The Financial Services Institute (FSI) is continuing a full-court press to persuade the Department of Labor (DOL) to withdraw its proposed independent contractor rule, which could result in as many as a few hundred thousand dually registered advisors being reclassified to employees.

The DOL announced its proposal in October, seeking to reverse the President Trump-era approved 2021 independent contractor rule, which is more favorable to independent advisors because it reduces the criteria for classifying a worker as an independent contractor to two metrics—control over work and opportunity for profit. 

The new DOL proposal largely returns to the earlier “economic realities” test and uses six factors to determine a worker’s “economic dependence,” including the opportunity for profit and loss and the degree of permanence of the work relationship. 

“We would certainly prefer for the DOL to withdraw its most recent rule proposal on independent contract status,” the FSI’s David Bellaire said when asked if the association would consider suing the agency.

“What’s most important here is our members don’t want to be employees of a broker-dealer. Most of them left the broker-dealer model because they wanted to be independent and control their own destiny,” Bellaire said.

“Having said all that, when it comes to preserving our members' independent contractor status, we’re going to keep all of the tools of advocacy at our disposal,” he added.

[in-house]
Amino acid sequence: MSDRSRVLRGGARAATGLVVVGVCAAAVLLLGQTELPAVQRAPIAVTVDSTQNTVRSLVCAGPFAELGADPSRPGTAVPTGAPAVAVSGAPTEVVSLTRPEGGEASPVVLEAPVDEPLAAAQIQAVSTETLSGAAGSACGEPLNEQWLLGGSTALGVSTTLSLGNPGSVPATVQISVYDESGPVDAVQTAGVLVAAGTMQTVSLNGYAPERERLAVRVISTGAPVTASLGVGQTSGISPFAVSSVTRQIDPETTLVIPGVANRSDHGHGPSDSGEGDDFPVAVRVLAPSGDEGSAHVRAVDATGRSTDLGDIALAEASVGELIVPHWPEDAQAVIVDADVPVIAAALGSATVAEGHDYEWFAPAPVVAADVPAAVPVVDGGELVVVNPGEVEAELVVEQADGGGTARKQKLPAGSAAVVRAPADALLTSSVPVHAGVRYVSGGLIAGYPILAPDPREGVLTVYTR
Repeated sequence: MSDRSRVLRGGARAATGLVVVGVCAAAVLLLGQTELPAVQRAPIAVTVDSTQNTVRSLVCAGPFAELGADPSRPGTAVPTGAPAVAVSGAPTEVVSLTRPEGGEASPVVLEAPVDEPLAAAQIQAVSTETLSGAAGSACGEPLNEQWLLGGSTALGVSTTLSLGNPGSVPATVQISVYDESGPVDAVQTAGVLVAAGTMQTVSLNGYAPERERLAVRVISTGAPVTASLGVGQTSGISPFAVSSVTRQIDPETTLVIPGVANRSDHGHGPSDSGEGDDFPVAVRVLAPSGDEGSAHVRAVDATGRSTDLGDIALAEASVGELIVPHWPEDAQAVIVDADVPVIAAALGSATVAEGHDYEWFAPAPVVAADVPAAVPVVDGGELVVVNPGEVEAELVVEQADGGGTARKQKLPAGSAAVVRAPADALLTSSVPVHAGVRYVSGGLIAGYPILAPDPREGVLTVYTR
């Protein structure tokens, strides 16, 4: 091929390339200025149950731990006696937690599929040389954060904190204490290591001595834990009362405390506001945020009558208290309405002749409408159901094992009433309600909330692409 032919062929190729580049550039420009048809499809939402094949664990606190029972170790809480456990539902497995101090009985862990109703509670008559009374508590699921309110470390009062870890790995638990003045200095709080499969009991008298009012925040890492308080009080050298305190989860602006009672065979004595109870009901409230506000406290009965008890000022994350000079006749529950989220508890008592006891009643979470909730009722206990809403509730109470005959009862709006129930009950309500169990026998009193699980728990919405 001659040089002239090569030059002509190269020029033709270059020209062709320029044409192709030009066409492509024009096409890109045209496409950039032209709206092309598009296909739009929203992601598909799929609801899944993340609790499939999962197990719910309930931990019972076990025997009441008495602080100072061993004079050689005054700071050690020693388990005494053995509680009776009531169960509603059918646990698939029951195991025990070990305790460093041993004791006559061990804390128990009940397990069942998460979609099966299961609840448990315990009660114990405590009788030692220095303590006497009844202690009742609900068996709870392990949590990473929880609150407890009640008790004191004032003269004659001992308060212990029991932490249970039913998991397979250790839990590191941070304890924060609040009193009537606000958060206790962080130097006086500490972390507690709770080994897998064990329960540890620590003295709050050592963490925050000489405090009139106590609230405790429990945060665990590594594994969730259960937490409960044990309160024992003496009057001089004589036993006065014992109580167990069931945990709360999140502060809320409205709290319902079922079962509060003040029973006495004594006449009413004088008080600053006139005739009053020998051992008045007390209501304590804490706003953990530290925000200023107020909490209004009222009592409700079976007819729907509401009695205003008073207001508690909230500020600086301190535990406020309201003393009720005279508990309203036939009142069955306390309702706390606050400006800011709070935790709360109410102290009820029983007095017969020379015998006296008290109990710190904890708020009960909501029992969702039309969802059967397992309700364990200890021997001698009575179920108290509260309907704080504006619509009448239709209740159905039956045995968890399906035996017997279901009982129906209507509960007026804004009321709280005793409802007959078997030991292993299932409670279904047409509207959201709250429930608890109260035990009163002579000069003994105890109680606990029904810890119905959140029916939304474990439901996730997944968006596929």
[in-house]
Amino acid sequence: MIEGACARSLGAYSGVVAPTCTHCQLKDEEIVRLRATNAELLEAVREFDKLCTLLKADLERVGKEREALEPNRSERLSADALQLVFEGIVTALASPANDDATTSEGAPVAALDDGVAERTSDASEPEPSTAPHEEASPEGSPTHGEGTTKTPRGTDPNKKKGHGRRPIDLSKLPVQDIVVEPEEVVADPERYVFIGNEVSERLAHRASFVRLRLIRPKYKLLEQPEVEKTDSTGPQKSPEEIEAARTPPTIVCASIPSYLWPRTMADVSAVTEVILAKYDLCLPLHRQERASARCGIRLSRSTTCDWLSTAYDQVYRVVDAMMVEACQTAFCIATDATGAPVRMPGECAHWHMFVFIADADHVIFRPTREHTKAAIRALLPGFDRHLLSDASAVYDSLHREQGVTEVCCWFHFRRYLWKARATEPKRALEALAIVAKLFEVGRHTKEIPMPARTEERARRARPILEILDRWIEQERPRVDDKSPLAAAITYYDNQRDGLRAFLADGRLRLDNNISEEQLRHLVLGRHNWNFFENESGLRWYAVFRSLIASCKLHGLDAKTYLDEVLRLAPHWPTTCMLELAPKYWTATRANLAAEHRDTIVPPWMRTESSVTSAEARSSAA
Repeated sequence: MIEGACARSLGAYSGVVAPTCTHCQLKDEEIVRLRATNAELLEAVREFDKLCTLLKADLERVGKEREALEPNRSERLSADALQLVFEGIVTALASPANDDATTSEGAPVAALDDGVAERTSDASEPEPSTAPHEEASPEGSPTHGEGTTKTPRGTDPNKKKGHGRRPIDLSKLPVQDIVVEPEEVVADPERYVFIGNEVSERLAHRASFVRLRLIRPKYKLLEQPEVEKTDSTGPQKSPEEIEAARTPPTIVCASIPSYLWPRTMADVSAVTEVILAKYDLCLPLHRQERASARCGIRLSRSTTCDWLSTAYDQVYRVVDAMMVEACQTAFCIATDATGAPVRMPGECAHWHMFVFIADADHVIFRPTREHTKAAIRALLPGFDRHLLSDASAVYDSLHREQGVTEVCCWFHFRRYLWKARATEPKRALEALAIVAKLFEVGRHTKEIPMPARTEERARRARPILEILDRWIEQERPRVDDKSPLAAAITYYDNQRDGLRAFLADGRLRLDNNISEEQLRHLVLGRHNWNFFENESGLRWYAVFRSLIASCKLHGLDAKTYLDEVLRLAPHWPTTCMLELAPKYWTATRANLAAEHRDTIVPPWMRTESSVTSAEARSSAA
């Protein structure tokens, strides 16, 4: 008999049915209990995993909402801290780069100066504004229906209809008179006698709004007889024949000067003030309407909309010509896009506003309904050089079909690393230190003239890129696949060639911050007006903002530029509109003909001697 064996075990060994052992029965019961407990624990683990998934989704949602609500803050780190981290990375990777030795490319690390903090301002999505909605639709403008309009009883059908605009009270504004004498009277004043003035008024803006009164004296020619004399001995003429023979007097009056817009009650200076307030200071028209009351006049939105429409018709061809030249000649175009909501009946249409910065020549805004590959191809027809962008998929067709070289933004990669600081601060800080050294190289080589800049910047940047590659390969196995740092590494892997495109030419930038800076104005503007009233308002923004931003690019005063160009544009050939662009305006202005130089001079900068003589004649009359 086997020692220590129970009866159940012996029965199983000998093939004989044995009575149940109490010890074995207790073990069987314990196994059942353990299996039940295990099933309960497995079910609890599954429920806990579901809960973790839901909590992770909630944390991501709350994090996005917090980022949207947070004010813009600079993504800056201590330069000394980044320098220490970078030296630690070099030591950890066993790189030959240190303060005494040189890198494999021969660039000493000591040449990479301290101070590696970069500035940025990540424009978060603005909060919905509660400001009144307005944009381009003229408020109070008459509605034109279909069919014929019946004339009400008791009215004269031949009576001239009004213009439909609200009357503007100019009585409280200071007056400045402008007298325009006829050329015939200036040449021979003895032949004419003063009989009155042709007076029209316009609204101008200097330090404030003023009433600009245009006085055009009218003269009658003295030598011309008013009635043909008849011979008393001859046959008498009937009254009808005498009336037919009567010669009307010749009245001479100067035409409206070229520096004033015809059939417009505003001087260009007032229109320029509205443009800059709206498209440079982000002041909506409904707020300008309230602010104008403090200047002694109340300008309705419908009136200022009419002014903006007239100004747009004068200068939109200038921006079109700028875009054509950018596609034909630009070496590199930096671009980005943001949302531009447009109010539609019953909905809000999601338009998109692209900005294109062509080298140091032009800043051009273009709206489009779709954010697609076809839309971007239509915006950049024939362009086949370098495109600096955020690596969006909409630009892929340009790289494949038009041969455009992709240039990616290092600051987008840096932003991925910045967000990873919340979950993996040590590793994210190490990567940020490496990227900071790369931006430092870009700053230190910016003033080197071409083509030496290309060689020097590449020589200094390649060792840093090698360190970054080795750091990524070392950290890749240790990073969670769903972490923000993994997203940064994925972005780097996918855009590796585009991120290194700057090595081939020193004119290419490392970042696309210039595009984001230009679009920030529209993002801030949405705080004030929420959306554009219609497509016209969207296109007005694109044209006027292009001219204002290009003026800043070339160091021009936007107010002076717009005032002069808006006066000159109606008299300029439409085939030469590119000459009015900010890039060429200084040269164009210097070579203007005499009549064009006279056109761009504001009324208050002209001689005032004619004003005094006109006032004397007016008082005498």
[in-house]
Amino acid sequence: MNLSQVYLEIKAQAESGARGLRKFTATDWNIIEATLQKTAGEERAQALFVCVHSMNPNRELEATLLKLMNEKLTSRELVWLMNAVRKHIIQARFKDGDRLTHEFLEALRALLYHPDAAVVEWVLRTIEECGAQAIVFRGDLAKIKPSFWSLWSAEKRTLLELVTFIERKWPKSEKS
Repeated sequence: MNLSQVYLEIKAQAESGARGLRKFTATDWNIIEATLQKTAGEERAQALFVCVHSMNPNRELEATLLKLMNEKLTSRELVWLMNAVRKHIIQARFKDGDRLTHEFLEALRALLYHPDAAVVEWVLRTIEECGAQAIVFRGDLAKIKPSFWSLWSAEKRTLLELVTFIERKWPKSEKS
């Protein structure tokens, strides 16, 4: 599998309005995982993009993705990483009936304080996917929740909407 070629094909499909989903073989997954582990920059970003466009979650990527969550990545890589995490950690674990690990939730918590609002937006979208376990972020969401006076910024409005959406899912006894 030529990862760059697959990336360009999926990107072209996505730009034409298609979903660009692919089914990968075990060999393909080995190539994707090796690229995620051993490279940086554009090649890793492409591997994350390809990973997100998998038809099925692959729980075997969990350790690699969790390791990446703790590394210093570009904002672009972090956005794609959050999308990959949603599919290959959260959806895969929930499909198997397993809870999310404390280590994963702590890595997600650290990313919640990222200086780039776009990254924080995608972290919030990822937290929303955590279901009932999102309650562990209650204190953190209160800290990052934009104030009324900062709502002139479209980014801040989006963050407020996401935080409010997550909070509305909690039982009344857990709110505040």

Two years ago, the institute successfully sued the Department of Labor, forcing the agency to reinstate its Trump-era independent contractor rule, which it withdrew one day before its effective date, May 6, 2021.

In its decision, the U.S. District Court for the Eastern District of Texas ruled that the DOL’s delay and withdrawal of its independent contractor rule violated the Administrative Procedure Act.

“The rule provided our independent financial advisor members with much-needed certainty regarding their classification status, only for it to be arbitrarily revoked shortly before going into effect,” Dale Brown, FSI’s president and CEO, said at the time.

The trade group's lawsuit argued that the DOL’s withdrawal of the rule violated the Administrative Procedure Act, compounding a violation that began when the department improperly delayed the effective date of the Rule in 2021 without proper notice and comment and without any substantial justification, the FSI and co-plaintiffs said in the suit.

If the FSI pursues a new legal challenge, the trade group could again charge the agency with violations of the administrative act again and with being “arbitrary and capricious” in proposing a completely different rule to the one that was just adopted in 2021, without showing that industry practices have changed “to merit the flip-flop,” one industry attorney who works on DOL issues said.

The DOL did not immediately reply to a request for comment on the agency’s time line for completing deliberation of the rule.

There was so much interest in the proposal that the DOL extended the comment period to November. The agency has received 54,000 letters it is supposed to consider before modifying, withdrawing or finalizing the rule. 

The agency said in the proposal it wants to decrease the chance that employees will be wrongly considered independent contractors.